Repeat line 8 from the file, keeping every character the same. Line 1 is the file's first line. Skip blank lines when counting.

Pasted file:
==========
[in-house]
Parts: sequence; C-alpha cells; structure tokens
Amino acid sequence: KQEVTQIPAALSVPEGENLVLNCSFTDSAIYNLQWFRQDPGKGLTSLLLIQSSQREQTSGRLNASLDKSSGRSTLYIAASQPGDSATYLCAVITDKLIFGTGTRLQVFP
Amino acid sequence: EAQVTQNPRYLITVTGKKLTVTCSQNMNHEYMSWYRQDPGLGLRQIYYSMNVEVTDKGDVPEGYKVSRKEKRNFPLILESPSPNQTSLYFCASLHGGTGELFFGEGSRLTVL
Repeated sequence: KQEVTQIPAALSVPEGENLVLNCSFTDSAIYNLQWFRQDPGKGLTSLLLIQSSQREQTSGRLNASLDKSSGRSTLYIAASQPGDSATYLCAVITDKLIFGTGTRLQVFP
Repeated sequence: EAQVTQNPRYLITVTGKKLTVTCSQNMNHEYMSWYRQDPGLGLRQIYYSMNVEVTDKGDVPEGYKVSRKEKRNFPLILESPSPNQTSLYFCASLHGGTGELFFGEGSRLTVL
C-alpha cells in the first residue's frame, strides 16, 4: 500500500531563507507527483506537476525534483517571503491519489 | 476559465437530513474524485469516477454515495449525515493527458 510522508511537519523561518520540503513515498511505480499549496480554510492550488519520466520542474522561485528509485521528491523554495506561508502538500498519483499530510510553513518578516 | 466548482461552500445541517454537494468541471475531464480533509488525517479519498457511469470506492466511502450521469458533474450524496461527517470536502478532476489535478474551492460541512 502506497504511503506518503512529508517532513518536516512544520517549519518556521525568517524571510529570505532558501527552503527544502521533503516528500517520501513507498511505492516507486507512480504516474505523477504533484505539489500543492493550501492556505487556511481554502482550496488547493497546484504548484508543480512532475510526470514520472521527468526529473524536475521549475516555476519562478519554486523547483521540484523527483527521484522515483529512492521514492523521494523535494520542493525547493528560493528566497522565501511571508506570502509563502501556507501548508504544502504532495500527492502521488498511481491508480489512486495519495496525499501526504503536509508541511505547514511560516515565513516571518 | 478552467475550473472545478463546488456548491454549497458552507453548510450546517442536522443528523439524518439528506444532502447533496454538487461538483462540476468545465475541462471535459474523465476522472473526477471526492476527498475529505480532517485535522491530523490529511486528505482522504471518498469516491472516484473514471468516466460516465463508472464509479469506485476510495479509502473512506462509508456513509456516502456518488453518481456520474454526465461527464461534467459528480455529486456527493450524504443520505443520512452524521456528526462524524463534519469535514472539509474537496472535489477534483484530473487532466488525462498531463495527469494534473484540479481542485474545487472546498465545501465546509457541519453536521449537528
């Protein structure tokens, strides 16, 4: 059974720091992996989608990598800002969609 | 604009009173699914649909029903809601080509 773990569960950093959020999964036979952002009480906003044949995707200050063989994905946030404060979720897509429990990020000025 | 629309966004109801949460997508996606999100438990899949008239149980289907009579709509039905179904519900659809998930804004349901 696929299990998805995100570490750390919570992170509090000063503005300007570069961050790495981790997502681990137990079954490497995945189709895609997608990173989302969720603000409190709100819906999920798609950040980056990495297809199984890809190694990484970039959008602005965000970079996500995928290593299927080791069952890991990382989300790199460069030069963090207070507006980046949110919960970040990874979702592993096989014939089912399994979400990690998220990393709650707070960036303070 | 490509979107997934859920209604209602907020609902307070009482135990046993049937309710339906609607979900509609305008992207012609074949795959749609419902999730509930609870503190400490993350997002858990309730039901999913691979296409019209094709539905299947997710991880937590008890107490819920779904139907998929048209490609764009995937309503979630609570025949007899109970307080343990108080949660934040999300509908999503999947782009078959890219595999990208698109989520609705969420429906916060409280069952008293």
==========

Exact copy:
């Protein structure tokens, strides 16, 4: 059974720091992996989608990598800002969609 | 604009009173699914649909029903809601080509 773990569960950093959020999964036979952002009480906003044949995707200050063989994905946030404060979720897509429990990020000025 | 629309966004109801949460997508996606999100438990899949008239149980289907009579709509039905179904519900659809998930804004349901 696929299990998805995100570490750390919570992170509090000063503005300007570069961050790495981790997502681990137990079954490497995945189709895609997608990173989302969720603000409190709100819906999920798609950040980056990495297809199984890809190694990484970039959008602005965000970079996500995928290593299927080791069952890991990382989300790199460069030069963090207070507006980046949110919960970040990874979702592993096989014939089912399994979400990690998220990393709650707070960036303070 | 490509979107997934859920209604209602907020609902307070009482135990046993049937309710339906609607979900509609305008992207012609074949795959749609419902999730509930609870503190400490993350997002858990309730039901999913691979296409019209094709539905299947997710991880937590008890107490819920779904139907998929048209490609764009995937309503979630609570025949007899109970307080343990108080949660934040999300509908999503999947782009078959890219595999990208698109989520609705969420429906916060409280069952008293």